Snakebites kill few people in the United States. Of the estimated 7000 people bitten annually, fewer than 5 die. Most snakebites occur near the home, not in the wild. Rattlesnakes account for most snakebites, and most of the deaths from snakebites in the United States. Most deaths occur because the bitten person has an allergic reaction, is in poor health or because too much time passes before he or she receives medical care.

What to Look For
Signals of a possibly venomous snakebite include:
■ A bite mark.
■ Pain.
■ Swelling.

When to Call 9-1-1
If the bite is from a venomous snake such as a
rattlesnake, copperhead, cottonmouth or coral
snake call 9-1-1 or the local emergency number

What to Do Until Help Arrives
To care for a venomous snake bite:
■ Wash the wound.
■ Apply an elastic (pressure immobilization) bandage
to slow the spread of venom through the lymphatic
system by following these steps:

Check for feeling, warmth and color of the limb and note changes in skin color and temperature.

Place the end of the bandage against the skin and
use overlapping turns.

The wrap should cover a long body section,
such as an arm or a calf, beginning at the point
farthest from the heart. For a joint, such as the
knee or ankle, use fi gure-eight turns to support
the joint.

Check above and below the injury for feeling,
warmth and color, especially fi ngers and toes,
after you have applied an elastic roller bandage.
By checking before and after bandaging, you may
be able to tell if any tingling or numbness is from
the elastic bandage or the injury.

Check the snugness of the bandaging—a finger
should easily, but not loosely, pass under the

Keep the injured area still and lower than the
heart. The person should walk only if absolutely

■ Do not apply ice.
■ Do not cut the wound.
■ Do not apply suction.
■ Do not apply a tourniquet.
■ Do not use electric shock, such as from a car battery.

Hope that helps. Message me if you have any other questions or want to know where specifically I'm siting this from.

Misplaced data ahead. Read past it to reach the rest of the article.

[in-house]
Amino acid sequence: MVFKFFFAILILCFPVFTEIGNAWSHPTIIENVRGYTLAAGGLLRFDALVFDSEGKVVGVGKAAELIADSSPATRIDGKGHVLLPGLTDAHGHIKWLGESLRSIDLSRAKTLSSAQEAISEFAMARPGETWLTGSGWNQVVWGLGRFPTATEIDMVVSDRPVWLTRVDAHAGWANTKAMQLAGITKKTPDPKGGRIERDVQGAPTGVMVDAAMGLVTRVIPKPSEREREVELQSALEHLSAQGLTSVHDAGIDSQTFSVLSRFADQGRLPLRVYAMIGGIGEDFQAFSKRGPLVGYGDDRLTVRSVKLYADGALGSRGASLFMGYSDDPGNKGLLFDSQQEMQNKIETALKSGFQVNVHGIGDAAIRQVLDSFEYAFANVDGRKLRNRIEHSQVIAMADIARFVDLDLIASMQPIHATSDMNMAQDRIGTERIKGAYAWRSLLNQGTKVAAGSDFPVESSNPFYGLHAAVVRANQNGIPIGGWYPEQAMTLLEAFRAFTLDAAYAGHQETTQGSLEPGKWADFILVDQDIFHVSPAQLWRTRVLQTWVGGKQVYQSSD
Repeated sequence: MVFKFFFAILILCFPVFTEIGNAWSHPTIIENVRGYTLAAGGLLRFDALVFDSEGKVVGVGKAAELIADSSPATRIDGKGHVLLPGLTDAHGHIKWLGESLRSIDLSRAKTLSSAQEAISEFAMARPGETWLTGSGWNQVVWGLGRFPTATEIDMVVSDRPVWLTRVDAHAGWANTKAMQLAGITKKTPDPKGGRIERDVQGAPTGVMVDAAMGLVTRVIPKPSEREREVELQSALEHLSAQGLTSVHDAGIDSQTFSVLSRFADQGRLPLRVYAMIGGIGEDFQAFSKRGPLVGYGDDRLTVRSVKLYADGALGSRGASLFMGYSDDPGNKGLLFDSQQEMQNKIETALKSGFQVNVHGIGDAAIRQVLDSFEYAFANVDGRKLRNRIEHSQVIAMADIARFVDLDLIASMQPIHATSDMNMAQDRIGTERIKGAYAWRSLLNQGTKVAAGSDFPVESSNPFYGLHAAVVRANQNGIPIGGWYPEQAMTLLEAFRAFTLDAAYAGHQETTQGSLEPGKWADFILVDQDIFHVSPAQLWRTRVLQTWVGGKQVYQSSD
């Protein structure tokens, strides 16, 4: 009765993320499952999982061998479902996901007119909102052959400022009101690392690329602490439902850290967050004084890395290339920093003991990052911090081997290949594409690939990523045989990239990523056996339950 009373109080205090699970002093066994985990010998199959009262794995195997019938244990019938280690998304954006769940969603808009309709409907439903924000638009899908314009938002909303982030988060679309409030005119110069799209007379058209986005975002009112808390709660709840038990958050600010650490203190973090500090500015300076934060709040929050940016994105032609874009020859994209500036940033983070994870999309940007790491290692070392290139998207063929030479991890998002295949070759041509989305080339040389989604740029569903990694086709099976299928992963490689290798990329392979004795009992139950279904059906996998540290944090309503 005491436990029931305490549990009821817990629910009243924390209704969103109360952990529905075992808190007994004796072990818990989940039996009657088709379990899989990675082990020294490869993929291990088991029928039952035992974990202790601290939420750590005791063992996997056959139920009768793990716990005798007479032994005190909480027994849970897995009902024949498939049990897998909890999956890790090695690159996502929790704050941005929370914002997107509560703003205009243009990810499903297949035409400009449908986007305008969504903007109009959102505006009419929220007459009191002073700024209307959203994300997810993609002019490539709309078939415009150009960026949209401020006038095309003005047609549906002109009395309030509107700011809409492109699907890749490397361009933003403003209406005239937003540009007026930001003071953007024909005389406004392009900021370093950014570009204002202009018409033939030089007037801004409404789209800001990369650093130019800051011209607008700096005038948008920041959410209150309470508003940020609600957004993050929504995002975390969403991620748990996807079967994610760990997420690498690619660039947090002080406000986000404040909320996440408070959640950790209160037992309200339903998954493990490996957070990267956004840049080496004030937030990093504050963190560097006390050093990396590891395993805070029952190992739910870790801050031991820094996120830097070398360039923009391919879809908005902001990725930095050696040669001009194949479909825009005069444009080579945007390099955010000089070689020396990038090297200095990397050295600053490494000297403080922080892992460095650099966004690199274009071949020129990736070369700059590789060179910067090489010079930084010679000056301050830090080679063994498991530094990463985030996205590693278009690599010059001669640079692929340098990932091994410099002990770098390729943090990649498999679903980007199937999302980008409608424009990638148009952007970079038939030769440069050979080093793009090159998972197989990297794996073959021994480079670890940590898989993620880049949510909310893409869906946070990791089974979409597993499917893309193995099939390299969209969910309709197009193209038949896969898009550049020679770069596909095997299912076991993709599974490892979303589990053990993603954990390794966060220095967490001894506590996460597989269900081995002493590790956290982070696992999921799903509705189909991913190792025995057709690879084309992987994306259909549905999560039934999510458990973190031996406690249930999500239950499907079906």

Author:  Lloyd Heilbrunn [ October 17th, 2017, 7:44 pm ]
Post subject:  Re: Looking for Advice on the Unthinkable

"Keep the limb immobilized and at the level of the heart."

"Keep the injured area still and lower than the


So, which is it?

Author:  BillMcGighan [ October 18th, 2017, 5:02 am ]
Post subject:  Re: Looking for Advice on the Unthinkable

Great answers and discussion.

It also should be mentioned that a high incidence of venomous bites have no or mild envenomation. Some put it as high as 20 to 25% of all bites of pit vipers. This generally is a function of the state of excitement, species, temperature, etc., of the animal.

Herpers do themselves a favor to learn as much about target species, venom virulence, symptoms, their own health history risk, etc. Urgency of response to a western Mohave would be different than an eastern Copperhead. In areas where “snakebite” is not common, ER staff can be amazingly ignorant.

A zoologist I knew handled many venomous animals with caution and no incident.
He went fishing, rolled a log for bait, and got tagged by a Copperhead. When he arrived at the ER, the attending doctor walked into the room studying two packages of antivenin: one primarily for hemotoxin, one primarily for neurotoxin.
The zoologist commented to the doctor. “You don’t know which to use, do you?”

This was probably a very competent doctor for all the trauma he normally saw, but “snakebite”…..

Author:  Fire Drake [ October 18th, 2017, 11:58 am ]
Post subject:  Re: Looking for Advice on the Unthinkable